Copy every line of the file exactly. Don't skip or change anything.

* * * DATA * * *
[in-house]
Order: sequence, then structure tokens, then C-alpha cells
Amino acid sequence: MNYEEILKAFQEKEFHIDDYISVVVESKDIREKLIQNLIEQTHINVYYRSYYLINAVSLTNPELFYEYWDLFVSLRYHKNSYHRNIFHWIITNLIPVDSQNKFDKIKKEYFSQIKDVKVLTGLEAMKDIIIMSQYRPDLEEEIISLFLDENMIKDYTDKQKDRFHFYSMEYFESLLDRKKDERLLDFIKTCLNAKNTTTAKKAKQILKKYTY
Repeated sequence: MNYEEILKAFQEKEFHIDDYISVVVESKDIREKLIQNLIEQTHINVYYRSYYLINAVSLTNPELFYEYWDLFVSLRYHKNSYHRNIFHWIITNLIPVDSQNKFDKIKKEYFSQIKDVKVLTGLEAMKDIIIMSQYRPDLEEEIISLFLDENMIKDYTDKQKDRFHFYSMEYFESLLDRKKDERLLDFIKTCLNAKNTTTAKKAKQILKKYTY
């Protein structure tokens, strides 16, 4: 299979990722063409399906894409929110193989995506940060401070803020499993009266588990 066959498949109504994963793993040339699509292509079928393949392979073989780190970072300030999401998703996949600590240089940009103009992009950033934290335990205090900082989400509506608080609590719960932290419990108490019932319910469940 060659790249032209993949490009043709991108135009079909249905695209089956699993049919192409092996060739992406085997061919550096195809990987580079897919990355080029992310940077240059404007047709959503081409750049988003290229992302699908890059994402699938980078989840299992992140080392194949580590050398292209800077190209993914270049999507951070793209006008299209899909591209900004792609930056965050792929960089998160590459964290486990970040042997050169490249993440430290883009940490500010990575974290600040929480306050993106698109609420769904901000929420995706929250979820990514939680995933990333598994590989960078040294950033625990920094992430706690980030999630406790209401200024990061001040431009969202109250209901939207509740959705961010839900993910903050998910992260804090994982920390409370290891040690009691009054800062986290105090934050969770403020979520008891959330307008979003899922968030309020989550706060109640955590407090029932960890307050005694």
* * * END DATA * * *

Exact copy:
[in-house]
Order: sequence, then structure tokens, then C-alpha cells
Amino acid sequence: MNYEEILKAFQEKEFHIDDYISVVVESKDIREKLIQNLIEQTHINVYYRSYYLINAVSLTNPELFYEYWDLFVSLRYHKNSYHRNIFHWIITNLIPVDSQNKFDKIKKEYFSQIKDVKVLTGLEAMKDIIIMSQYRPDLEEEIISLFLDENMIKDYTDKQKDRFHFYSMEYFESLLDRKKDERLLDFIKTCLNAKNTTTAKKAKQILKKYTY
Repeated sequence: MNYEEILKAFQEKEFHIDDYISVVVESKDIREKLIQNLIEQTHINVYYRSYYLINAVSLTNPELFYEYWDLFVSLRYHKNSYHRNIFHWIITNLIPVDSQNKFDKIKKEYFSQIKDVKVLTGLEAMKDIIIMSQYRPDLEEEIISLFLDENMIKDYTDKQKDRFHFYSMEYFESLLDRKKDERLLDFIKTCLNAKNTTTAKKAKQILKKYTY
């Protein structure tokens, strides 16, 4: 299979990722063409399906894409929110193989995506940060401070803020499993009266588990 066959498949109504994963793993040339699509292509079928393949392979073989780190970072300030999401998703996949600590240089940009103009992009950033934290335990205090900082989400509506608080609590719960932290419990108490019932319910469940 060659790249032209993949490009043709991108135009079909249905695209089956699993049919192409092996060739992406085997061919550096195809990987580079897919990355080029992310940077240059404007047709959503081409750049988003290229992302699908890059994402699938980078989840299992992140080392194949580590050398292209800077190209993914270049999507951070793209006008299209899909591209900004792609930056965050792929960089998160590459964290486990970040042997050169490249993440430290883009940490500010990575974290600040929480306050993106698109609420769904901000929420995706929250979820990514939680995933990333598994590989960078040294950033625990920094992430706690980030999630406790209401200024990061001040431009969202109250209901939207509740959705961010839900993910903050998910992260804090994982920390409370290891040690009691009054800062986290105090934050969770403020979520008891959330307008979003899922968030309020989550706060109640955590407090029932960890307050005694």